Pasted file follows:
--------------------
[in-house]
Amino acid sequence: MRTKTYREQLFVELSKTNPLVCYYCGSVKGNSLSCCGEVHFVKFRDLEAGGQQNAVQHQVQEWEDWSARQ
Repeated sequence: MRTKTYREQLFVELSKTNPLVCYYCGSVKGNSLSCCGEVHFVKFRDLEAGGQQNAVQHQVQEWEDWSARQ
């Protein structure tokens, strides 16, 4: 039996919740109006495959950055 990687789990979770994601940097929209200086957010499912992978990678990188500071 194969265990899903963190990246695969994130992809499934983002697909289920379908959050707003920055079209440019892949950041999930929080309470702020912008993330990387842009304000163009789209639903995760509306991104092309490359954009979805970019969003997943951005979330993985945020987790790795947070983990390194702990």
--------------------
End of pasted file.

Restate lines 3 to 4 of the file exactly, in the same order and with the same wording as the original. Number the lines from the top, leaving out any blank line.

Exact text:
Repeated sequence: MRTKTYREQLFVELSKTNPLVCYYCGSVKGNSLSCCGEVHFVKFRDLEAGGQQNAVQHQVQEWEDWSARQ
């Protein structure tokens, strides 16, 4: 039996919740109006495959950055 990687789990979770994601940097929209200086957010499912992978990678990188500071 194969265990899903963190990246695969994130992809499934983002697909289920379908959050707003920055079209440019892949950041999930929080309470702020912008993330990387842009304000163009789209639903995760509306991104092309490359954009979805970019969003997943951005979330993985945020987790790795947070983990390194702990």